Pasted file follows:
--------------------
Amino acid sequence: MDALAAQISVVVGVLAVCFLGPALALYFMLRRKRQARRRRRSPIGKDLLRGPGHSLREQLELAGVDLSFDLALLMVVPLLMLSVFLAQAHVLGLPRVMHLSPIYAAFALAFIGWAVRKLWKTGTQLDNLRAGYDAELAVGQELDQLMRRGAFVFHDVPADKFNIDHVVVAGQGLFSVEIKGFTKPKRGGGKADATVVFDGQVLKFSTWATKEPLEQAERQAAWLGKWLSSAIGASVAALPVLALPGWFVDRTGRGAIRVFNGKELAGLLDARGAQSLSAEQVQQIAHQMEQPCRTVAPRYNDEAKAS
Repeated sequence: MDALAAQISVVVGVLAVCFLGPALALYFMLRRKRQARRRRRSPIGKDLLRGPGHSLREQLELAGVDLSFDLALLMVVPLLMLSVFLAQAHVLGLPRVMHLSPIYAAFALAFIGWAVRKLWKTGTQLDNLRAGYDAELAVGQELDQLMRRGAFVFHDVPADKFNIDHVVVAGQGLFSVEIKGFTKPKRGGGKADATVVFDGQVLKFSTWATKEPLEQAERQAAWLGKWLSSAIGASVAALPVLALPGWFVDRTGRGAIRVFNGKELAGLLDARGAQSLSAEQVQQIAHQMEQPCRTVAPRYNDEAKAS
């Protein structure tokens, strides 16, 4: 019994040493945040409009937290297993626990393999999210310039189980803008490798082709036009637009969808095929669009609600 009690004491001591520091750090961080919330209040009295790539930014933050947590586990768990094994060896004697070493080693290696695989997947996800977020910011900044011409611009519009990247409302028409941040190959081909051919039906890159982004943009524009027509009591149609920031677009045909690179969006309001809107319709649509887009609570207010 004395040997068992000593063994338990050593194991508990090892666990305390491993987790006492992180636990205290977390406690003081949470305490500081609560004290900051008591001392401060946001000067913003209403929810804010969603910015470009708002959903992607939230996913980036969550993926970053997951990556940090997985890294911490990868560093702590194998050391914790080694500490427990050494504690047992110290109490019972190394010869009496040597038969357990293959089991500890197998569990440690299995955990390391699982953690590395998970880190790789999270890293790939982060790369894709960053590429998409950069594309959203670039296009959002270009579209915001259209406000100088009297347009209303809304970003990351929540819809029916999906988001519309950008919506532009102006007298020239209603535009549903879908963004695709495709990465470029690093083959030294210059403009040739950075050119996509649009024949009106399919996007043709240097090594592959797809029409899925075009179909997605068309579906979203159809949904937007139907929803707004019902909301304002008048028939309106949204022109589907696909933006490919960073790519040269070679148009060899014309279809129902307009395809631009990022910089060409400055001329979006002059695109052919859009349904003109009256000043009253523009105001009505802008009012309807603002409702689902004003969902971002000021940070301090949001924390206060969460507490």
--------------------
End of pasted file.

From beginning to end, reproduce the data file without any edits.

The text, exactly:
Amino acid sequence: MDALAAQISVVVGVLAVCFLGPALALYFMLRRKRQARRRRRSPIGKDLLRGPGHSLREQLELAGVDLSFDLALLMVVPLLMLSVFLAQAHVLGLPRVMHLSPIYAAFALAFIGWAVRKLWKTGTQLDNLRAGYDAELAVGQELDQLMRRGAFVFHDVPADKFNIDHVVVAGQGLFSVEIKGFTKPKRGGGKADATVVFDGQVLKFSTWATKEPLEQAERQAAWLGKWLSSAIGASVAALPVLALPGWFVDRTGRGAIRVFNGKELAGLLDARGAQSLSAEQVQQIAHQMEQPCRTVAPRYNDEAKAS
Repeated sequence: MDALAAQISVVVGVLAVCFLGPALALYFMLRRKRQARRRRRSPIGKDLLRGPGHSLREQLELAGVDLSFDLALLMVVPLLMLSVFLAQAHVLGLPRVMHLSPIYAAFALAFIGWAVRKLWKTGTQLDNLRAGYDAELAVGQELDQLMRRGAFVFHDVPADKFNIDHVVVAGQGLFSVEIKGFTKPKRGGGKADATVVFDGQVLKFSTWATKEPLEQAERQAAWLGKWLSSAIGASVAALPVLALPGWFVDRTGRGAIRVFNGKELAGLLDARGAQSLSAEQVQQIAHQMEQPCRTVAPRYNDEAKAS
């Protein structure tokens, strides 16, 4: 019994040493945040409009937290297993626990393999999210310039189980803008490798082709036009637009969808095929669009609600 009690004491001591520091750090961080919330209040009295790539930014933050947590586990768990094994060896004697070493080693290696695989997947996800977020910011900044011409611009519009990247409302028409941040190959081909051919039906890159982004943009524009027509009591149609920031677009045909690179969006309001809107319709649509887009609570207010 004395040997068992000593063994338990050593194991508990090892666990305390491993987790006492992180636990205290977390406690003081949470305490500081609560004290900051008591001392401060946001000067913003209403929810804010969603910015470009708002959903992607939230996913980036969550993926970053997951990556940090997985890294911490990868560093702590194998050391914790080694500490427990050494504690047992110290109490019972190394010869009496040597038969357990293959089991500890197998569990440690299995955990390391699982953690590395998970880190790789999270890293790939982060790369894709960053590429998409950069594309959203670039296009959002270009579209915001259209406000100088009297347009209303809304970003990351929540819809029916999906988001519309950008919506532009102006007298020239209603535009549903879908963004695709495709990465470029690093083959030294210059403009040739950075050119996509649009024949009106399919996007043709240097090594592959797809029409899925075009179909997605068309579906979203159809949904937007139907929803707004019902909301304002008048028939309106949204022109589907696909933006490919960073790519040269070679148009060899014309279809129902307009395809631009990022910089060409400055001329979006002059695109052919859009349904003109009256000043009253523009105001009505802008009012309807603002409702689902004003969902971002000021940070301090949001924390206060969460507490």